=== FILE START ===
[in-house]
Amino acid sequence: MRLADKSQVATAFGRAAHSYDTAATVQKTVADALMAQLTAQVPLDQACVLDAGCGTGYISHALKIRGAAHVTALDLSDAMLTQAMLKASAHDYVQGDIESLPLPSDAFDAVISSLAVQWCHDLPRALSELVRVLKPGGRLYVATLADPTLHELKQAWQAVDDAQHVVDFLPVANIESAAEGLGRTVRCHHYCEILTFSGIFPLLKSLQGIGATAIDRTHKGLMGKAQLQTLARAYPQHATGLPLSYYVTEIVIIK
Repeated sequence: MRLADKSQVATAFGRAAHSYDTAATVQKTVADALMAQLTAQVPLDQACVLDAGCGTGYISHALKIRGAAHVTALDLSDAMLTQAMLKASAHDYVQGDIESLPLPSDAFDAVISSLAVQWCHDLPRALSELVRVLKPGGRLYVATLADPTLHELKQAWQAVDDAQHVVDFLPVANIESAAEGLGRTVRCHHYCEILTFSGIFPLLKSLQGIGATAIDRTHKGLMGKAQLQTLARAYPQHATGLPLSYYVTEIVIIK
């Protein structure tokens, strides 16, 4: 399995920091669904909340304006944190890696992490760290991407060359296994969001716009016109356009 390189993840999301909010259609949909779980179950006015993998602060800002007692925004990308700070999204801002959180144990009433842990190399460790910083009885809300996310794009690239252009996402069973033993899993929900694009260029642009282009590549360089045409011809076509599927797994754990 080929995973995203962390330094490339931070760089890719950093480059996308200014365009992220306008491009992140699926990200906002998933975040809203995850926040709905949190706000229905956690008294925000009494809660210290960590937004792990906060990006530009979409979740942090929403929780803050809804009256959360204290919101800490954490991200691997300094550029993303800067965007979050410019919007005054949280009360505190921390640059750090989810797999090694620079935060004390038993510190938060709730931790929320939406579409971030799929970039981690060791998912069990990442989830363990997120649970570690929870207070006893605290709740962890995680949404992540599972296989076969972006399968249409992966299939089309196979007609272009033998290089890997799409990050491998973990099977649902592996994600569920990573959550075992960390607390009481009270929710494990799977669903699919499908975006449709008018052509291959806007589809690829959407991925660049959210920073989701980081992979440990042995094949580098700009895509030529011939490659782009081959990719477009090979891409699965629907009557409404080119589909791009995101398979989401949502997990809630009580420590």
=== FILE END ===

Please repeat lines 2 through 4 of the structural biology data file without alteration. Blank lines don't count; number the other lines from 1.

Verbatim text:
Amino acid sequence: MRLADKSQVATAFGRAAHSYDTAATVQKTVADALMAQLTAQVPLDQACVLDAGCGTGYISHALKIRGAAHVTALDLSDAMLTQAMLKASAHDYVQGDIESLPLPSDAFDAVISSLAVQWCHDLPRALSELVRVLKPGGRLYVATLADPTLHELKQAWQAVDDAQHVVDFLPVANIESAAEGLGRTVRCHHYCEILTFSGIFPLLKSLQGIGATAIDRTHKGLMGKAQLQTLARAYPQHATGLPLSYYVTEIVIIK
Repeated sequence: MRLADKSQVATAFGRAAHSYDTAATVQKTVADALMAQLTAQVPLDQACVLDAGCGTGYISHALKIRGAAHVTALDLSDAMLTQAMLKASAHDYVQGDIESLPLPSDAFDAVISSLAVQWCHDLPRALSELVRVLKPGGRLYVATLADPTLHELKQAWQAVDDAQHVVDFLPVANIESAAEGLGRTVRCHHYCEILTFSGIFPLLKSLQGIGATAIDRTHKGLMGKAQLQTLARAYPQHATGLPLSYYVTEIVIIK
């Protein structure tokens, strides 16, 4: 399995920091669904909340304006944190890696992490760290991407060359296994969001716009016109356009 390189993840999301909010259609949909779980179950006015993998602060800002007692925004990308700070999204801002959180144990009433842990190399460790910083009885809300996310794009690239252009996402069973033993899993929900694009260029642009282009590549360089045409011809076509599927797994754990 080929995973995203962390330094490339931070760089890719950093480059996308200014365009992220306008491009992140699926990200906002998933975040809203995850926040709905949190706000229905956690008294925000009494809660210290960590937004792990906060990006530009979409979740942090929403929780803050809804009256959360204290919101800490954490991200691997300094550029993303800067965007979050410019919007005054949280009360505190921390640059750090989810797999090694620079935060004390038993510190938060709730931790929320939406579409971030799929970039981690060791998912069990990442989830363990997120649970570690929870207070006893605290709740962890995680949404992540599972296989076969972006399968249409992966299939089309196979007609272009033998290089890997799409990050491998973990099977649902592996994600569920990573959550075992960390607390009481009270929710494990799977669903699919499908975006449709008018052509291959806007589809690829959407991925660049959210920073989701980081992979440990042995094949580098700009895509030529011939490659782009081959990719477009090979891409699965629907009557409404080119589909791009995101398979989401949502997990809630009580420590």